January 3, 2010

POSSIBLY IRRITATING ESSAYS: PunchFace or, Why Do We Like Our Heroes Better When They’re Beat Up?

In the new JJ Abrahamson reboot of STAR TREK, skidrow bum/cadet/PunchFace/captain Kirk is slugged by his enemies sixteen times (as opposed to only being slugged by people who would become his friends later four times); shot at with hand weapons, ship weapons and missiles innumerable times; strangled or thrown by his enemies nine times (as opposed to being injected, pushed, slapped, thrown or strangled an additional nine times by his friends); he hurts himself twice, is chased (by security officers, a furry thing and a lizardy thing) three times and mind-melded against his will once. Total number of countable physical and mental injuries in one movie: 40 (allergic reactions are being counted here as one and the same as involuntary injections…)

Kirk in the original series was pummeled as well because of his attitude or by chance or being in the wrong place at the wrong time. He was always wiping a trickle of blood from his chin and was frequently the punching bag of friend and foe alike.

Lest you think I’m a STARWARS-o-phobe, while I don’t have episodes IV, V and VI on DVD yet and can’t do an actual PunchFace count, I recall Luke Skywalker taking an unnatural number of hits as well. Perhaps even more than Han Solo did; though certainly more than those meted out to Princess Leia.

Nevertheless, and in keeping with my theme of exploring the intersection of faith and science fiction, I’m going to throw Jesus into the mix as well. The Bible even prophesied that he was going to be a PunchFace. Isaiah 53:5 says, “ But He was pierced through for our transgressions, He was crushed for our iniquities; the chastening for our well-being fell upon Him, and by His scourging we are healed.” It’s well-known that He was crucified on a cross after being scourged and humiliated.

While according to the internet, both Muhammed and the Buddha died of poisoning it’s clear that they suffered at the end. While Hindus never die and are either reincarnated or achieve Nirvana, many Hindus have suffered and died in their service as well. It is the ones who suffer that we remember best.

Is it any surprise that our heroes and heroines are the ones who suffer most either before they die or at death? Is it a subconscious Human condition that in order to achieve greatness, someone must suffer and die for their cause? Is it something we’re hard-wired to respect and revere? We even have a saying that can be applied to anything from weight-lifting programs to monastic ascetism: “No pain, no gain”.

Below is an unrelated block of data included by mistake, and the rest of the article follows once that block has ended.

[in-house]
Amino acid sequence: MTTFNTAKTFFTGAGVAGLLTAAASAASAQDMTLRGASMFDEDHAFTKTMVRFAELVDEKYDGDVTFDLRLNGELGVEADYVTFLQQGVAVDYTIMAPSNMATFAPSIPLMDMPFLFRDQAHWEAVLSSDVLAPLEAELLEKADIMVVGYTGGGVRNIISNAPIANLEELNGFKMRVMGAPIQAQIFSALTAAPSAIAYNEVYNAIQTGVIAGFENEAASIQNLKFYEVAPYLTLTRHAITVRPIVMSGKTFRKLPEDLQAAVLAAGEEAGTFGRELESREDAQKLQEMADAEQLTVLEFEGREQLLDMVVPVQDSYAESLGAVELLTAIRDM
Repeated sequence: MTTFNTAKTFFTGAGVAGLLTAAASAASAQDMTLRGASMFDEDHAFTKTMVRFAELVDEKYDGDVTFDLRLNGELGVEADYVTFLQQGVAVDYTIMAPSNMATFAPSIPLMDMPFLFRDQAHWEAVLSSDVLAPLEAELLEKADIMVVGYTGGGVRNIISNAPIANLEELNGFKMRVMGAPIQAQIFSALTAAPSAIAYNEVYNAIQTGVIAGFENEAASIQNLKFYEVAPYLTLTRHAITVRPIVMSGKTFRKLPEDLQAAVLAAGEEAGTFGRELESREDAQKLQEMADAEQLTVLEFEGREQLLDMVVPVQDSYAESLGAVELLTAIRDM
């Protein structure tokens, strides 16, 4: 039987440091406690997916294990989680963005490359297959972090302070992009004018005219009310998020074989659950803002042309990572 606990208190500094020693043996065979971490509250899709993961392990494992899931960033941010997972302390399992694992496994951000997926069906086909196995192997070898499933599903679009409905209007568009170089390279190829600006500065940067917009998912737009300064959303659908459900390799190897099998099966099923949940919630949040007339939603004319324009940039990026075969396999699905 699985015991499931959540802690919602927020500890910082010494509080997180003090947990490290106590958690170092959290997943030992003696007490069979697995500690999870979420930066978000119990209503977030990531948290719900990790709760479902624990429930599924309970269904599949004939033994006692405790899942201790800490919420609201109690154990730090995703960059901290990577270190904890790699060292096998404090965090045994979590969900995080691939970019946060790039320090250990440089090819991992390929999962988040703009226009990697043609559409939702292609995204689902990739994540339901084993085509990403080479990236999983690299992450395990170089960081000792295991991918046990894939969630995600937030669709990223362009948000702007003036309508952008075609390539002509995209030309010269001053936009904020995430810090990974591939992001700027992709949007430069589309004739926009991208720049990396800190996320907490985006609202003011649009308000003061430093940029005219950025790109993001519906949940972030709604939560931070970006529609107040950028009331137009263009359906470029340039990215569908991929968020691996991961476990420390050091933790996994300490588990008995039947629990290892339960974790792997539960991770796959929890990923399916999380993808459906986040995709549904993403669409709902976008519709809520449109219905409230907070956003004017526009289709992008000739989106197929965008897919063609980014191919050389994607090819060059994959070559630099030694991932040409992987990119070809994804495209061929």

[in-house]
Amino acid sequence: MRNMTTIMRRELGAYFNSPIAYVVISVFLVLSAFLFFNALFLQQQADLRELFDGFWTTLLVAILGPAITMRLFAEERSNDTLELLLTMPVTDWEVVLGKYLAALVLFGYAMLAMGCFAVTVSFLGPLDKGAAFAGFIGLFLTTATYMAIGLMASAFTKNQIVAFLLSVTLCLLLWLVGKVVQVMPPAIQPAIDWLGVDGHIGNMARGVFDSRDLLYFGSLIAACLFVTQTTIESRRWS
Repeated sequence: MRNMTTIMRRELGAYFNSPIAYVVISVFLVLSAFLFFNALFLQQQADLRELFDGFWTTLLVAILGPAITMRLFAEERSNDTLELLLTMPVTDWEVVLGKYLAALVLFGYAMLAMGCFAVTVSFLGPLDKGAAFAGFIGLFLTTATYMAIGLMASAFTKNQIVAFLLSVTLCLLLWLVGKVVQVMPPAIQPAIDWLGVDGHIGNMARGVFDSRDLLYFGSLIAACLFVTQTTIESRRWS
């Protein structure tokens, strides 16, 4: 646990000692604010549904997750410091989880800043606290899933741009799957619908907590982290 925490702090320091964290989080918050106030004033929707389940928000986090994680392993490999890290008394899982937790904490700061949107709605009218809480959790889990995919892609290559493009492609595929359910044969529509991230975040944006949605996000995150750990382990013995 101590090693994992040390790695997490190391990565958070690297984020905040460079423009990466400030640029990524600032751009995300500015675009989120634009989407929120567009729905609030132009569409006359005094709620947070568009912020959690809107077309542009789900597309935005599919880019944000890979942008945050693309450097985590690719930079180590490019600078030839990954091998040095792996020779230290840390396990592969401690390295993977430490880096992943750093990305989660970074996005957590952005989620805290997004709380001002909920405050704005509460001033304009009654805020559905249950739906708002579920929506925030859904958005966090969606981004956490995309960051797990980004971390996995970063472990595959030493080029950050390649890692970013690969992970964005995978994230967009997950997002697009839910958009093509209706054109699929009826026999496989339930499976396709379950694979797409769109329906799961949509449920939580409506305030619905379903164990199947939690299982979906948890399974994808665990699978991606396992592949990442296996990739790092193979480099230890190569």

So, it is any surprise that our SF heroes and heroines also suffer and die in spectacular ways?

Not to me, it isn’t! How about you?

PunchFace to Eternity anyone?

image: http://pics.livejournal.com/65pigeons/pic/000a3faa/s320x240


Becky said...

I think that they do it in order to make them more human and less god-like and perfect. It is part of the human condition to suffer, feel pain and get hurt both physically and emotionally. So if our heroes never get a cut, always defeat their enemies like nothing and are all in all undefeatable that makes them not human. If, however, they get banged around a bit, fail a few times but keep trying and win in the end then we can relate to them, they become more human and more real to the reader/viewer. Christ had to suffer because that is part of being human and God in His wisdom, decided to become fully and completely human and so had to feel all that we have ever felt, including pain. He suffered what we were all meant to suffer for our sins, took it all himself and died so that we are all saved from our sins. He had to suffer because it is part of human life to suffer, likewise we want our heroes to suffer because otherwise they are less real to us and therefore we could not be so good as they are. When our fictional heroes become more real then we are more challenged to be good like them, to fight the evil of the world, take the punches and keep going for the sake of goodness.

GuyStewart said...


Perfect. Couldn't have said it better if I'd been to seminary.

Absolutely perfect.


ca nadeau said...

Interesting. God knows I make my heroes suffer before they perservere, although not always physically.

Becky said...

Thanks. This is something that I think about a lot. In fact i get rather peeved when the hero is not hurt or if they are hurt but (in the case of film)it does not show or they don't continue to remember the hurt. It could just be I am a ridiculous stickler for accuracy in the things I watch...

slxpluvs said...

What was your intent in posting this the day before school started back up?

GuyStewart said...

None that I was aware of...

scribe said...

Much like with reality TV (shudder) we feel the need for those who exploits we watch to suffer more than us as payback for their more interesting and meaningful lives.